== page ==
Drawing and Nature

Most of my drawings begin with a photograph from Nature, or even a natural object. It’s not so I can attempt to recreate objects exactly, but to provide a resource for observation and reference which grounds the artwork in reality.

A drawing of an unusual mushroom.

As you can see, the finished product is both stylized and realistic (within the limits of my ability in regard to both). I like learning how best to convey texture, contour, volume, and depth, developing my self-taught technique to serve my need.

The mushroom drawn above, as shown in a picture from life.

But I like to remain essentially faithful to the particular thing itself, discovering its structural secrets and honoring its imperfections and uniqueness.  Here is the original, which I spotted on the way in to work last week.

Sometimes a subject grabs my attention and demands to be drawn for a very specific reason, and in a very specific way.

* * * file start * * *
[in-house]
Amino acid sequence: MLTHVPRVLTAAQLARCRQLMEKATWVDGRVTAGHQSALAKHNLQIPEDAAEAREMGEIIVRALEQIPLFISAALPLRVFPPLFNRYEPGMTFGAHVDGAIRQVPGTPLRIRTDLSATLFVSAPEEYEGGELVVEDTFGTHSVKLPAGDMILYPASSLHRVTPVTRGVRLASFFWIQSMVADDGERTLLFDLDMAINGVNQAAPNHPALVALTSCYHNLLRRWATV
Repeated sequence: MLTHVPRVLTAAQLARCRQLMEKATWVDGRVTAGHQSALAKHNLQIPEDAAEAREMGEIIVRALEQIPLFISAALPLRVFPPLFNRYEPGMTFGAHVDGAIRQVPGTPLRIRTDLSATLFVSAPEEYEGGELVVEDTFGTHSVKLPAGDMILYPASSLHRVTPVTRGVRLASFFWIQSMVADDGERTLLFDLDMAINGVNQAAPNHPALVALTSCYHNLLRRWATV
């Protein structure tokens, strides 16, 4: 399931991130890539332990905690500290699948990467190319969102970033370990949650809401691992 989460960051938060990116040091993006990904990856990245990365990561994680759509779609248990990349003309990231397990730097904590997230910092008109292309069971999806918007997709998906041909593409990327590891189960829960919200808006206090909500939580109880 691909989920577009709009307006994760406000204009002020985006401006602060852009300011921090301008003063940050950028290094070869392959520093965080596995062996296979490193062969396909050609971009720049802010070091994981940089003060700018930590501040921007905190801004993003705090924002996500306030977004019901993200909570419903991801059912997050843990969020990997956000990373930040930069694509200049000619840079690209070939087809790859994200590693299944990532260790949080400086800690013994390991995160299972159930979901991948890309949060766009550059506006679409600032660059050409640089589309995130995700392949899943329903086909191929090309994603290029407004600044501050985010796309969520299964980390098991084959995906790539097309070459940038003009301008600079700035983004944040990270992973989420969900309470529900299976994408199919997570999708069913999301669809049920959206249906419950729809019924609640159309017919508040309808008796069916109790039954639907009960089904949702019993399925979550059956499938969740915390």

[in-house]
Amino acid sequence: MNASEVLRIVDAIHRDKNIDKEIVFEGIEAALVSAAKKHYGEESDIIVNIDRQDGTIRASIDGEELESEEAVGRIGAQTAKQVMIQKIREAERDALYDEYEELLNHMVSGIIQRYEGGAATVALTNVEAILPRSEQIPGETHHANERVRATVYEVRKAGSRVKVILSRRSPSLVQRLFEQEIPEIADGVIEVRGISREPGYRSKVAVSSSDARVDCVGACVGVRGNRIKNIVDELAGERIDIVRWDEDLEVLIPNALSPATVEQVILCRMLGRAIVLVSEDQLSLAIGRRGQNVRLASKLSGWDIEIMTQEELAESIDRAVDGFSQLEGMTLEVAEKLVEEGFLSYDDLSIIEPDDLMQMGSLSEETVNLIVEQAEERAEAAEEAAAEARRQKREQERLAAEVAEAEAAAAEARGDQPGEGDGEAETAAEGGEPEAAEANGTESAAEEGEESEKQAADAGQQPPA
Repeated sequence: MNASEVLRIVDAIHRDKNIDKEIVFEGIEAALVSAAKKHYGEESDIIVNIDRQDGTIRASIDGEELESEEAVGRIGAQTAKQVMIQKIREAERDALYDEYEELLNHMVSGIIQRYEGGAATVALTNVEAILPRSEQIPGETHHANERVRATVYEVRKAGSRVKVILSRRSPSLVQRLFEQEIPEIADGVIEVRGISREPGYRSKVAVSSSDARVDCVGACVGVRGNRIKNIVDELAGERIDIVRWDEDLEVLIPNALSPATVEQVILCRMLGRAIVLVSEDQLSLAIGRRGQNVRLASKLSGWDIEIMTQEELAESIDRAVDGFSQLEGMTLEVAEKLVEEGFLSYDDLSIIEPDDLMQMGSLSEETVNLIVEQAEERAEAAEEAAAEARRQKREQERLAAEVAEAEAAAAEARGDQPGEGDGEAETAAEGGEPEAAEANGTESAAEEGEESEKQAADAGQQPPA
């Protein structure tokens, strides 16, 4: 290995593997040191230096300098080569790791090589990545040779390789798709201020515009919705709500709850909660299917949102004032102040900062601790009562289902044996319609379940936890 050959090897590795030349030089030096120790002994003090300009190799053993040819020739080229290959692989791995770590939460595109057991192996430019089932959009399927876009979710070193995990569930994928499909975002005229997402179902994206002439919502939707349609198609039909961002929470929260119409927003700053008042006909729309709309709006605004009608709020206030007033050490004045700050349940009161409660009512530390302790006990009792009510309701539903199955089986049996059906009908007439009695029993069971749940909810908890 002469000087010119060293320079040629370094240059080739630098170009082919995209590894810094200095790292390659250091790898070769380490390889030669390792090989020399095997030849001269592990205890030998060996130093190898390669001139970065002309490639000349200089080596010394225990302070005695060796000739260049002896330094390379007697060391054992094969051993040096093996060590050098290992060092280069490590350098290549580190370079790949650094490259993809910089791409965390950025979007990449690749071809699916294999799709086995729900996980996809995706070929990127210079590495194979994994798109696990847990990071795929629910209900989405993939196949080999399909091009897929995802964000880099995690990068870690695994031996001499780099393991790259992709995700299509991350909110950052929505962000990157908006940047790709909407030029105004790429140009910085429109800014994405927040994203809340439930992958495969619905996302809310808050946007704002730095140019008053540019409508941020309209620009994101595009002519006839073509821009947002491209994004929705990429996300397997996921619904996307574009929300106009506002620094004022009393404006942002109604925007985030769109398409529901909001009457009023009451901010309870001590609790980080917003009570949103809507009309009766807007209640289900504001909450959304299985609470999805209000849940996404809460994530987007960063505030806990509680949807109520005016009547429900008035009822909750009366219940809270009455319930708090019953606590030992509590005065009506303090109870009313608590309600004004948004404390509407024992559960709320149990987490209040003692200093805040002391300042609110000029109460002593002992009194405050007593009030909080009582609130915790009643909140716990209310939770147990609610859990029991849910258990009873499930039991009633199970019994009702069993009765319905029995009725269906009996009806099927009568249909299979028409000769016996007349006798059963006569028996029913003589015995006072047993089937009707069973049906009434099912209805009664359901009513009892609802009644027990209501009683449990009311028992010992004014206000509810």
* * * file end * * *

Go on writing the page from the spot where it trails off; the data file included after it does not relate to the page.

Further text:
Interesting bracket fungus with concentric rings.

These old bracket mushrooms were pretty nondescript, even drab, except for their very distinct concentric rings. I almost walked past them, then returned to their log and snapped this picture.

The same bracket mushrooms drawn with marker & pen.

This doesn’t qualify as one of my more realistic pieces, but it speaks to how I see the ‘original’, the real mushrooms out in the forest. To me, the organic structures are almost abstract (impossible as that may strictly be), and the play of shape and line suggested how I wanted to approach the subject.

A abstract' mass of moss, mushrooms, and lichens on a log.

In the end, my copies of Nature’s organic artwork are always very inadequate reproductions, but they do serve to draw me more intimately into the natural world and to facilitate the exploration of my own creativity.

Artwork drawn from Nature, a brilliant red maple leaf pulled from the ground at the beginning of Fall.

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